Timothy Cleary is a great example of how our people are furthering the understanding of law. Alongside his fee-earning work, he undertook extensive research into the principles of English insolvency law as part of a master's degree at Oxford University.
Timothy's research focused on the so-called 'anti-deprivation principle', which prevents a debtor transferring their assets to a third party to put them out of reach of creditors. Where once cases involving this principle were exceedingly rare, the insolvency of Lehman Brothers in the recent financial crisis saw it invoked repeatedly, with the bank arguing that asset vehicles it had sold should be reverted to it. The British and US courts ruled differently on these cases, and Timothy hoped to bring some clarity to a much-misunderstood issue.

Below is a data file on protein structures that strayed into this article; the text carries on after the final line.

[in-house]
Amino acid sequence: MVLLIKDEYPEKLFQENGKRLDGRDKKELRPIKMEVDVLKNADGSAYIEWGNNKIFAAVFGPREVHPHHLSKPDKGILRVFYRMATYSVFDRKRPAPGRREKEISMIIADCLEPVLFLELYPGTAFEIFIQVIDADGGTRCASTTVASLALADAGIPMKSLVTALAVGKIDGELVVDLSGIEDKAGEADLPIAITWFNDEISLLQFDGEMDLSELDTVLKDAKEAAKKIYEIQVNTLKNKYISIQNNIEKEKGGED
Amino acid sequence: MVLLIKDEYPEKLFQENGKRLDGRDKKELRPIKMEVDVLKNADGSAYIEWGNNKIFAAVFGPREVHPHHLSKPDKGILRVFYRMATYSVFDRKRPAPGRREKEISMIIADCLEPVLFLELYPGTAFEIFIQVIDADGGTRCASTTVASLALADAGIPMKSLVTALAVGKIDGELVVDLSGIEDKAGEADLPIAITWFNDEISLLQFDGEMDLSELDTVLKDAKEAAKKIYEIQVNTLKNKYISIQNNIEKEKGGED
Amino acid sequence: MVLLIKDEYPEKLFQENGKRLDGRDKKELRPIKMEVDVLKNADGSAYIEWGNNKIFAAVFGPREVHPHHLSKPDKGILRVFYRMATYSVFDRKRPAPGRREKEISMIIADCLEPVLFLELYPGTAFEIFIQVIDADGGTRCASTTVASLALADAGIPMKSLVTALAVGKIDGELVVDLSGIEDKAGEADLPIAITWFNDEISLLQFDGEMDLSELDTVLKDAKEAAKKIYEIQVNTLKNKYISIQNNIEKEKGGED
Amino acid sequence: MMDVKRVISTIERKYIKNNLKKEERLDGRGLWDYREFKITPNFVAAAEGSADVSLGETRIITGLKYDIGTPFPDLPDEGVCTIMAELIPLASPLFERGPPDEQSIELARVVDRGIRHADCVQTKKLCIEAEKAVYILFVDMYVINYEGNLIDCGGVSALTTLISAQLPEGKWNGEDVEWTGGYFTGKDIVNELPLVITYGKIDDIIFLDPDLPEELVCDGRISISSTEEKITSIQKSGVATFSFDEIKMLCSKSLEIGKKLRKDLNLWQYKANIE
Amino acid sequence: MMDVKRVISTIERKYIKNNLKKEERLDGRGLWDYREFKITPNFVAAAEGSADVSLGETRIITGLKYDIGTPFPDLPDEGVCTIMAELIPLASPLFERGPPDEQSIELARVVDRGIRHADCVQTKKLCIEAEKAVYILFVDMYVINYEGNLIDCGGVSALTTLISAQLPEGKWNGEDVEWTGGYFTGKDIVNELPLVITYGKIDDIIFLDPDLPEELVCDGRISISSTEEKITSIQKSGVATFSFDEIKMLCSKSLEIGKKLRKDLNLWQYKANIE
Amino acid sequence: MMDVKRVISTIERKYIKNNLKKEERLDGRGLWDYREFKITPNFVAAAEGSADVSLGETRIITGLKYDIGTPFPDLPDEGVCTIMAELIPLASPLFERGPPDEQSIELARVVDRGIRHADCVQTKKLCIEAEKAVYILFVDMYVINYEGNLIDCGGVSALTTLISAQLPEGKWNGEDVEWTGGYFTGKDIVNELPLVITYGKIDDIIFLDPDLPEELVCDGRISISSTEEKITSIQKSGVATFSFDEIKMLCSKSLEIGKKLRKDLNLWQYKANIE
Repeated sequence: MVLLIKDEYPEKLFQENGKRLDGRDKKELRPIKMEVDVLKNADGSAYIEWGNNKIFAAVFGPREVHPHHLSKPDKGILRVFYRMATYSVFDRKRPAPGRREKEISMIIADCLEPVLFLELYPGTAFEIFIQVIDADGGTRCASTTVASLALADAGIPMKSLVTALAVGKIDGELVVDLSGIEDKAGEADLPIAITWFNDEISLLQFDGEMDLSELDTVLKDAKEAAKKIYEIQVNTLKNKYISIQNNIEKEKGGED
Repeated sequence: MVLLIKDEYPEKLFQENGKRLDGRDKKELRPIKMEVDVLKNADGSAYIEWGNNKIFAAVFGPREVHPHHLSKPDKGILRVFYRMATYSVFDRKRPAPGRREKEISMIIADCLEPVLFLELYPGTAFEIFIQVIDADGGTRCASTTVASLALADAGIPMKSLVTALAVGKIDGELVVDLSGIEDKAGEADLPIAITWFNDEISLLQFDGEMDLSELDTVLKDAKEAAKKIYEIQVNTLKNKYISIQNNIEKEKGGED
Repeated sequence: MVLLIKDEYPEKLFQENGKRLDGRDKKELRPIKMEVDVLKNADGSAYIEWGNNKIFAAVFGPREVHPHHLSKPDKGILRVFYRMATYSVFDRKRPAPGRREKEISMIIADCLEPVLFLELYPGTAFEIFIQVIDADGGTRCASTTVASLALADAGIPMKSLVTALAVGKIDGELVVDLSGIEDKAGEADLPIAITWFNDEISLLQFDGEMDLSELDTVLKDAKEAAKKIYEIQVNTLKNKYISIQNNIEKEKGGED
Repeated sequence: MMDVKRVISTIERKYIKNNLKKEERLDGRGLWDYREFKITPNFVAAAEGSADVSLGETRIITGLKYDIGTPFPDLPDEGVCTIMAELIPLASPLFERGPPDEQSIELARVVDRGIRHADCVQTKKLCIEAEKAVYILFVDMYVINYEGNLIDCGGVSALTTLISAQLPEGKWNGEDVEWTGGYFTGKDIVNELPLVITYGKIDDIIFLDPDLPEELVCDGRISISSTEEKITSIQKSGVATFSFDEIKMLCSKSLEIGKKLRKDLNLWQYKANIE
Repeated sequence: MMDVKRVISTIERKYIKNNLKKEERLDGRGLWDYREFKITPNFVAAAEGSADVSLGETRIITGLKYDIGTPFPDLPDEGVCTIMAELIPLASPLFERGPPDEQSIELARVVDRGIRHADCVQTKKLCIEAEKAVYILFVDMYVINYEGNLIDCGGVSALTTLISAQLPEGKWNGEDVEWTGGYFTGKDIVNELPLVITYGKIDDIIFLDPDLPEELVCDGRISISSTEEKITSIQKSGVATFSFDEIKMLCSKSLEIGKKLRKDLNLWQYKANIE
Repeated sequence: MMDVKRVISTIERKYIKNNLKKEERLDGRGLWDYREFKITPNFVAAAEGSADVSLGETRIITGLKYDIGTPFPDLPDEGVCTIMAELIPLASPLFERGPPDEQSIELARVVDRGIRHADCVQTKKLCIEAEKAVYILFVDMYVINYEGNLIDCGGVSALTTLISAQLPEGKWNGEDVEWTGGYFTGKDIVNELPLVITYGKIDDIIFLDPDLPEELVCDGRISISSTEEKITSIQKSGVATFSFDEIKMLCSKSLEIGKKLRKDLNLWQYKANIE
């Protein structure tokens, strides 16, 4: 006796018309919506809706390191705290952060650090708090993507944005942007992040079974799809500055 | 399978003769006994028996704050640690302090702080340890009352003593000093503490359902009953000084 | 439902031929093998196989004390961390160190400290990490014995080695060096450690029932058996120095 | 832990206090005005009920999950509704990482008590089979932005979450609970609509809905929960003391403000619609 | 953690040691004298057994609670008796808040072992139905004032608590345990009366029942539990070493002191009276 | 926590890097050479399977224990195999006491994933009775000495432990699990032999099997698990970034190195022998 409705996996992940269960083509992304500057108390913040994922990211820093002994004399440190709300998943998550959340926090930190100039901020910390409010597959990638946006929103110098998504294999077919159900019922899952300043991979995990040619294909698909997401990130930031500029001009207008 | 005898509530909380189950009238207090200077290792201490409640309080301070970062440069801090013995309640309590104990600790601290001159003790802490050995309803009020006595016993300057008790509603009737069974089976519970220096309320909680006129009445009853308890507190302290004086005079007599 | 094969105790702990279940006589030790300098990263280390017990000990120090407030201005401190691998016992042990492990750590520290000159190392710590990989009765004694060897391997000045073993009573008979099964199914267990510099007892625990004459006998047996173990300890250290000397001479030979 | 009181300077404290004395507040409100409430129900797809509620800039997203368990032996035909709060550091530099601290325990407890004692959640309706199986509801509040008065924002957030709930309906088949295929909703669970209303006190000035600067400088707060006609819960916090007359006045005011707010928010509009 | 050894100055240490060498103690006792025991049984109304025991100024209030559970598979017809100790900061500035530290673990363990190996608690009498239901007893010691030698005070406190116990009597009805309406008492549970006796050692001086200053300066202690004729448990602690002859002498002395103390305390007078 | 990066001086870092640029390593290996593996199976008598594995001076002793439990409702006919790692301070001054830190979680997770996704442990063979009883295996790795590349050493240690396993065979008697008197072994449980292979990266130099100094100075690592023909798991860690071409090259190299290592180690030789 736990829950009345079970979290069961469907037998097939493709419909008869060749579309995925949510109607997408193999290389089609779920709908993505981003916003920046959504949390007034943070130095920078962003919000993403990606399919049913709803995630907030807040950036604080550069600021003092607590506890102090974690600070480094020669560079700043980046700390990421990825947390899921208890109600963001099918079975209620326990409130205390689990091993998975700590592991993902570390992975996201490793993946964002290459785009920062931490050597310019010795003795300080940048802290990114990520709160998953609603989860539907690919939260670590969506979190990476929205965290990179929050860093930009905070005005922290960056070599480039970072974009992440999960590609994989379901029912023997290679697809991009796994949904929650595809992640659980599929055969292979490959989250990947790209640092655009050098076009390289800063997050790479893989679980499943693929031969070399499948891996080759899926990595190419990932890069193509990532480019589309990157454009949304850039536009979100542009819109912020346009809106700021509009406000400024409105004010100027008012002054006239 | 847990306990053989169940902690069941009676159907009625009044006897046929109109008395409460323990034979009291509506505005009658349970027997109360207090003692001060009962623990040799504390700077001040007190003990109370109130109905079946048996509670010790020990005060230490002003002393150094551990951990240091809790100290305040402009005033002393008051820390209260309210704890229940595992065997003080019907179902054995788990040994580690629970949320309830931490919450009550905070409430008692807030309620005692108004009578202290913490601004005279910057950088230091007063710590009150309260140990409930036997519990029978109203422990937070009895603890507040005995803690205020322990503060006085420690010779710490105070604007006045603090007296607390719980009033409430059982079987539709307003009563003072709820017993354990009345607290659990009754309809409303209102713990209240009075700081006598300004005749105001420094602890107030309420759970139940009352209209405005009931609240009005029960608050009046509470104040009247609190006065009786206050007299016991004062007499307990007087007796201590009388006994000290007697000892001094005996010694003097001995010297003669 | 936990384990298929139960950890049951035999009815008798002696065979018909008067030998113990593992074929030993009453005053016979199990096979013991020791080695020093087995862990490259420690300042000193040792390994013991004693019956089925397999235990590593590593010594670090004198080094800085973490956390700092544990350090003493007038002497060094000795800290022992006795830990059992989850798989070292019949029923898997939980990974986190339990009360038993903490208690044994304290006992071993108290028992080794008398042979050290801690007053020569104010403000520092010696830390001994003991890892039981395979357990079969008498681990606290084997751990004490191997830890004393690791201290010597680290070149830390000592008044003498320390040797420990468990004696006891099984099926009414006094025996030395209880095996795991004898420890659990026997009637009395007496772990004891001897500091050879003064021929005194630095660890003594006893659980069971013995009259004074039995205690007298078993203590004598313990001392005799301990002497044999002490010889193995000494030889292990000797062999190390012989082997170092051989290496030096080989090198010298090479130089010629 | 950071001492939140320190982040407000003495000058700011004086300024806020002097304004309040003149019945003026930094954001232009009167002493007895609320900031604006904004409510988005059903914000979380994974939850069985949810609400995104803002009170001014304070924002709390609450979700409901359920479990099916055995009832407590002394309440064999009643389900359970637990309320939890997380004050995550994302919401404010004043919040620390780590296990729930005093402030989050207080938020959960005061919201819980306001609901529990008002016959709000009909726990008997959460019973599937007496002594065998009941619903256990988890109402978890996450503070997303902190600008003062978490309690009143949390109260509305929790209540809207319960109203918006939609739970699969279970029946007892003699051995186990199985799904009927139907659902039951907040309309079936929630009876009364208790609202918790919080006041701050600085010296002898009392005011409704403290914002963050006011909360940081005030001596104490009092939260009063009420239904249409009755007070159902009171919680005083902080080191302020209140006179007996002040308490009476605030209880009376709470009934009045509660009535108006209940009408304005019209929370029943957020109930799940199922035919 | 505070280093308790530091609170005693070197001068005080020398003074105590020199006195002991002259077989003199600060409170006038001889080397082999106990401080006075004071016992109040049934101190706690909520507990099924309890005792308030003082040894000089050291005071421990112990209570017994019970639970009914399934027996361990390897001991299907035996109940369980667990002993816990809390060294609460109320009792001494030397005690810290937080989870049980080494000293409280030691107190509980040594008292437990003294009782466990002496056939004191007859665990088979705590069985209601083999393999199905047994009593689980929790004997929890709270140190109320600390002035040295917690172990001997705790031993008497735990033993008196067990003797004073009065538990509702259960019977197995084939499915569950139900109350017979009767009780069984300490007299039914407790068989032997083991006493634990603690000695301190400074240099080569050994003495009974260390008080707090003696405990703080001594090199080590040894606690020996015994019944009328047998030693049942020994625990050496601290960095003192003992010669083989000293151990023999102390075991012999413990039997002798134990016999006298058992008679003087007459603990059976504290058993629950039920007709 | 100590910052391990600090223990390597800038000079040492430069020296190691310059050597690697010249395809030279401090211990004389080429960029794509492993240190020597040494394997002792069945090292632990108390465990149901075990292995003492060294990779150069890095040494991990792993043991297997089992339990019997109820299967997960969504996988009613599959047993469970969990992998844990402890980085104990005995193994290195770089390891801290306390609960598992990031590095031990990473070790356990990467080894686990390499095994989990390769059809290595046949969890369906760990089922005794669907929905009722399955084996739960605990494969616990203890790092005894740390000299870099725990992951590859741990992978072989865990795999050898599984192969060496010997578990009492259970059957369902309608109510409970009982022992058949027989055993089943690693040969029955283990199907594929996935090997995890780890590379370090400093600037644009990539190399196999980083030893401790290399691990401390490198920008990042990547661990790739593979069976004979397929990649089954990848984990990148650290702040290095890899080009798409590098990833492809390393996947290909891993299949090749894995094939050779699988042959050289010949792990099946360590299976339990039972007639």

His research took him back through hundreds of years of English law and literature, analysing insolvency and marriage settlements in theory and in practice. It was this relationship – often strained – between the effect a law is intended to have and the way in which it is interpreted and employed that Timothy found of particular interest and relevance.
As well as receiving a distinction for his thesis, the research he carried out was of direct relevance to his practice area and continues to inform the advice he gives clients. Furthermore, he has been invited by the Financial Markets Law Committee to participate in the drafting of a proposal for reform in this area.